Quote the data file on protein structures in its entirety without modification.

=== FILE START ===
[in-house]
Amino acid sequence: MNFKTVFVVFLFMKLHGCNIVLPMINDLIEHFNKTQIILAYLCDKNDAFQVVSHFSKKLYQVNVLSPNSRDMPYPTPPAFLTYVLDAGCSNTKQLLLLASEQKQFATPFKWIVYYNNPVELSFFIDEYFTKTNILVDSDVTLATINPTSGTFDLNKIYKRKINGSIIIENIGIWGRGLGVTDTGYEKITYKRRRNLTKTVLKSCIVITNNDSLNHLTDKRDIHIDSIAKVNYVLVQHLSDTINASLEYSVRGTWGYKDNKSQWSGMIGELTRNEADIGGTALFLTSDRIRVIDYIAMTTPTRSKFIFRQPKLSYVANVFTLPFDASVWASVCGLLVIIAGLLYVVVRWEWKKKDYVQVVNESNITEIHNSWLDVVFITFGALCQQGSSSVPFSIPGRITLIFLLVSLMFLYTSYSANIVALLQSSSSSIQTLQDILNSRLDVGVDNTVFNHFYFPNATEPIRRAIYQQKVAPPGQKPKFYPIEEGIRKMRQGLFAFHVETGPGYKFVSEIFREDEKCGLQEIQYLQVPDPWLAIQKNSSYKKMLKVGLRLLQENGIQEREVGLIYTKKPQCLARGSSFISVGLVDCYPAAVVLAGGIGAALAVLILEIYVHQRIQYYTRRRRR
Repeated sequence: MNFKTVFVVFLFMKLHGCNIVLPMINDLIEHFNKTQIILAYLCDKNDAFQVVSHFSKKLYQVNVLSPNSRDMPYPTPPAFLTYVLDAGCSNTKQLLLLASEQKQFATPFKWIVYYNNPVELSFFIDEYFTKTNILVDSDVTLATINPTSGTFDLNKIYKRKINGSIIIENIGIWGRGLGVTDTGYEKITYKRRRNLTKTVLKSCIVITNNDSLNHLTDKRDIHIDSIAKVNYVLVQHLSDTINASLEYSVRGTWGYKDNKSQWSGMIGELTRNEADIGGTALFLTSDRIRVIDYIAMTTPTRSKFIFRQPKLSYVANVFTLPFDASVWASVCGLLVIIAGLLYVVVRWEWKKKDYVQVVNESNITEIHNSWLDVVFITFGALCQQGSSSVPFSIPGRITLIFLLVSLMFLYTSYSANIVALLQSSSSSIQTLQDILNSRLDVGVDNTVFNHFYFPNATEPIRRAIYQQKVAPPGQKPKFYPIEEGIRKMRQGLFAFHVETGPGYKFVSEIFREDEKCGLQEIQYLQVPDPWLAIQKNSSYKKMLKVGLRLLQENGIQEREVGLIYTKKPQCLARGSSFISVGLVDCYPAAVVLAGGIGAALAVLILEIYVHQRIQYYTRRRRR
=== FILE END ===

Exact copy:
[in-house]
Amino acid sequence: MNFKTVFVVFLFMKLHGCNIVLPMINDLIEHFNKTQIILAYLCDKNDAFQVVSHFSKKLYQVNVLSPNSRDMPYPTPPAFLTYVLDAGCSNTKQLLLLASEQKQFATPFKWIVYYNNPVELSFFIDEYFTKTNILVDSDVTLATINPTSGTFDLNKIYKRKINGSIIIENIGIWGRGLGVTDTGYEKITYKRRRNLTKTVLKSCIVITNNDSLNHLTDKRDIHIDSIAKVNYVLVQHLSDTINASLEYSVRGTWGYKDNKSQWSGMIGELTRNEADIGGTALFLTSDRIRVIDYIAMTTPTRSKFIFRQPKLSYVANVFTLPFDASVWASVCGLLVIIAGLLYVVVRWEWKKKDYVQVVNESNITEIHNSWLDVVFITFGALCQQGSSSVPFSIPGRITLIFLLVSLMFLYTSYSANIVALLQSSSSSIQTLQDILNSRLDVGVDNTVFNHFYFPNATEPIRRAIYQQKVAPPGQKPKFYPIEEGIRKMRQGLFAFHVETGPGYKFVSEIFREDEKCGLQEIQYLQVPDPWLAIQKNSSYKKMLKVGLRLLQENGIQEREVGLIYTKKPQCLARGSSFISVGLVDCYPAAVVLAGGIGAALAVLILEIYVHQRIQYYTRRRRR
Repeated sequence: MNFKTVFVVFLFMKLHGCNIVLPMINDLIEHFNKTQIILAYLCDKNDAFQVVSHFSKKLYQVNVLSPNSRDMPYPTPPAFLTYVLDAGCSNTKQLLLLASEQKQFATPFKWIVYYNNPVELSFFIDEYFTKTNILVDSDVTLATINPTSGTFDLNKIYKRKINGSIIIENIGIWGRGLGVTDTGYEKITYKRRRNLTKTVLKSCIVITNNDSLNHLTDKRDIHIDSIAKVNYVLVQHLSDTINASLEYSVRGTWGYKDNKSQWSGMIGELTRNEADIGGTALFLTSDRIRVIDYIAMTTPTRSKFIFRQPKLSYVANVFTLPFDASVWASVCGLLVIIAGLLYVVVRWEWKKKDYVQVVNESNITEIHNSWLDVVFITFGALCQQGSSSVPFSIPGRITLIFLLVSLMFLYTSYSANIVALLQSSSSSIQTLQDILNSRLDVGVDNTVFNHFYFPNATEPIRRAIYQQKVAPPGQKPKFYPIEEGIRKMRQGLFAFHVETGPGYKFVSEIFREDEKCGLQEIQYLQVPDPWLAIQKNSSYKKMLKVGLRLLQENGIQEREVGLIYTKKPQCLARGSSFISVGLVDCYPAAVVLAGGIGAALAVLILEIYVHQRIQYYTRRRRR